Colon Cancer – For cancer that starts in the colon or rectum, the name is colorectal cancer. As with the beginnings of most cancers, colorectal cancer begins when cells in that area grow out of control and ‘muscle out’ normal cells. As with any cancer diagnosis, the detection of cancer early on is critical to a successful outcome. Regular colonoscopies beginning at age 50 are recommended. It is also suggested that anyone that has a history of colon cancer in their family to potentially start getting checked earlier than 50.
Colon Cancer Symptoms – Colorectal cancer might not cause symptoms, but if it does, they would include: a change in bowel habits, such as diarrhea, constipation, or narrowing of the stool; a feeling that you need to have a bowel movement that is not relieved by having one, rectal bleeding with bright red blood, blood in the stool, which may make the stool look dark, cramping or abdominal pain, weakness and fatigue and weight loss. Colon cancer signs and symptoms are pretty much the same as the overall colorectal cancer symptoms.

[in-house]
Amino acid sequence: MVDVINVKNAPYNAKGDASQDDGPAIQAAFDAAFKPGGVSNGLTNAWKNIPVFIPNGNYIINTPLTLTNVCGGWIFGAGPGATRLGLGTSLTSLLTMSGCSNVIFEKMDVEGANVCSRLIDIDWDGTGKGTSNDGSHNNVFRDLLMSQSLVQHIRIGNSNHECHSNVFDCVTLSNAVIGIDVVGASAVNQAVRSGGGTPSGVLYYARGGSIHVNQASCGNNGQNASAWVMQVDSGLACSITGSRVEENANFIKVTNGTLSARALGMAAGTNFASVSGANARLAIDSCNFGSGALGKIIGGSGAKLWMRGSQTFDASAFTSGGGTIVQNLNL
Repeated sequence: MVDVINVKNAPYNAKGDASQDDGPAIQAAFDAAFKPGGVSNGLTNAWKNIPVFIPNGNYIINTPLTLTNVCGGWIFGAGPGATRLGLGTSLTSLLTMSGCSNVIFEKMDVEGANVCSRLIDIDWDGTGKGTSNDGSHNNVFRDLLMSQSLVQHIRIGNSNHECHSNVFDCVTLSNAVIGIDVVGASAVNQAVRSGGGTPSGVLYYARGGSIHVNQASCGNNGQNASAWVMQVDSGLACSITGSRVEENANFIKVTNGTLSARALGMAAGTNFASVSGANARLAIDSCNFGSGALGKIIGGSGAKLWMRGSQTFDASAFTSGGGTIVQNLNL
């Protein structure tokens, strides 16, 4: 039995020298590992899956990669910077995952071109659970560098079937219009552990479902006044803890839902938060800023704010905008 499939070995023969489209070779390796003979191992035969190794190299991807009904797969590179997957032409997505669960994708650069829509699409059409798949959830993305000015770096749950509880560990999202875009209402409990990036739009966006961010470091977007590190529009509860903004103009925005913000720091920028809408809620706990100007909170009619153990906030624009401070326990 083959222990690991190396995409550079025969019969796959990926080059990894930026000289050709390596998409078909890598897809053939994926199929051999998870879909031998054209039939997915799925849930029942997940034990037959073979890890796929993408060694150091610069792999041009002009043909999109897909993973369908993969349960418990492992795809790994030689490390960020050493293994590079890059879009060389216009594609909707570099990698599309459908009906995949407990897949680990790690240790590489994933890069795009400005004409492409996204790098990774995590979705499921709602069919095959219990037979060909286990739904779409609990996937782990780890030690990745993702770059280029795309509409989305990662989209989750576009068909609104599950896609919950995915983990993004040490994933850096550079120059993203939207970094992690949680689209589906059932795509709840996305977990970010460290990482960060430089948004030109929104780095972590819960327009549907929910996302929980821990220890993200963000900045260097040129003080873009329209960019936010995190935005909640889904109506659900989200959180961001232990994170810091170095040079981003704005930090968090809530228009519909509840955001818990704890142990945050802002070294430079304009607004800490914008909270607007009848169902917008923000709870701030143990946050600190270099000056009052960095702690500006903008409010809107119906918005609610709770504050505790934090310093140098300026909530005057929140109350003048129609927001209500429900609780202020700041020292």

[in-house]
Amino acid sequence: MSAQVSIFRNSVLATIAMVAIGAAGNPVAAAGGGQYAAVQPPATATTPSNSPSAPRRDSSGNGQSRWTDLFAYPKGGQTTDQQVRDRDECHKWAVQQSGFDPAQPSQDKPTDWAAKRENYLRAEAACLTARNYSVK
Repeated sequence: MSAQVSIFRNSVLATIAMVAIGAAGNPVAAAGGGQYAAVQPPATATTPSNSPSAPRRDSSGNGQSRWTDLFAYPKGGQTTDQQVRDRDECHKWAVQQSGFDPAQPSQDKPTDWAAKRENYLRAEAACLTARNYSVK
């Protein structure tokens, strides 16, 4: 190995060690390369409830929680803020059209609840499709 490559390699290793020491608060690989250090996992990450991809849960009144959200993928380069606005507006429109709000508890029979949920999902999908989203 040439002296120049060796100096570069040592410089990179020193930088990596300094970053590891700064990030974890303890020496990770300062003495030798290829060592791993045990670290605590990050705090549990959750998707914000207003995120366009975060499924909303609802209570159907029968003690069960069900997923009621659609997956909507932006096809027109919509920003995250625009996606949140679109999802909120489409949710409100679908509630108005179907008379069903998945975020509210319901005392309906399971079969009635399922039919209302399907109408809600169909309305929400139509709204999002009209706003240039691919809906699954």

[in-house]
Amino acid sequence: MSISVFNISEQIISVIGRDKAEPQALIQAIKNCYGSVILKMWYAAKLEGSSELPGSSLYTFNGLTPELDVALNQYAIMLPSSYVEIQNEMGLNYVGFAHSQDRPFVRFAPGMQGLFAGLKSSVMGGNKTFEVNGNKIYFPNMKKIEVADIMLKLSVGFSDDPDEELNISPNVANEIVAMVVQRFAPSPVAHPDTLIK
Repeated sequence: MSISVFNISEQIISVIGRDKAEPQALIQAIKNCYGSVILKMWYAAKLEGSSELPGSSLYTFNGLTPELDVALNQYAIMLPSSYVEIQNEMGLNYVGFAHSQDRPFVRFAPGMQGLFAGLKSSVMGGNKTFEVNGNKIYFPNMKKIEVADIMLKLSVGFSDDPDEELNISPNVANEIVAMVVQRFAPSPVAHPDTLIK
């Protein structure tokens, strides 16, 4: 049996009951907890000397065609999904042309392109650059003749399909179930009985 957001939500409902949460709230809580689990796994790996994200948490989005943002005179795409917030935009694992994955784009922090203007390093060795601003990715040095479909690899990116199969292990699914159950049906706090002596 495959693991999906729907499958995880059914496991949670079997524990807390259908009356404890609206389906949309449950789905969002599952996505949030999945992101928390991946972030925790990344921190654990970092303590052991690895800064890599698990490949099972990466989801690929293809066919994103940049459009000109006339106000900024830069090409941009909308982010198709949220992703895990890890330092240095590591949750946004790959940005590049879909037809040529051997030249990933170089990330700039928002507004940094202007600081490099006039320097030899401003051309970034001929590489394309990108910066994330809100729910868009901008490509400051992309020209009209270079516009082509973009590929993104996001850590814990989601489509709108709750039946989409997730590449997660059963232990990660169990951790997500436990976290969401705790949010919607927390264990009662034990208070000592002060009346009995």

Stage 4 Colon Cancer – indicates that the cancer cells in the colon or rectum have the potential to travel to the liver or other even more distant organs and grow there. When those cells do that, it is called metastasis. Colon cancer starts in the colon, and rectal cancer starts in the rectum. Both the rectum and colon are a part of the digestive system.
Survival Rate – As with all types of cancer early detection and treatment yields significantly improved survival rates. Stage 1 colon cancer has a 92% 5-year survival rate while a stage 3 colon cancer prognosis drops to 89% in the same 5 year time period
Ribbon – the awareness ribbon for colon cancer is a dark blue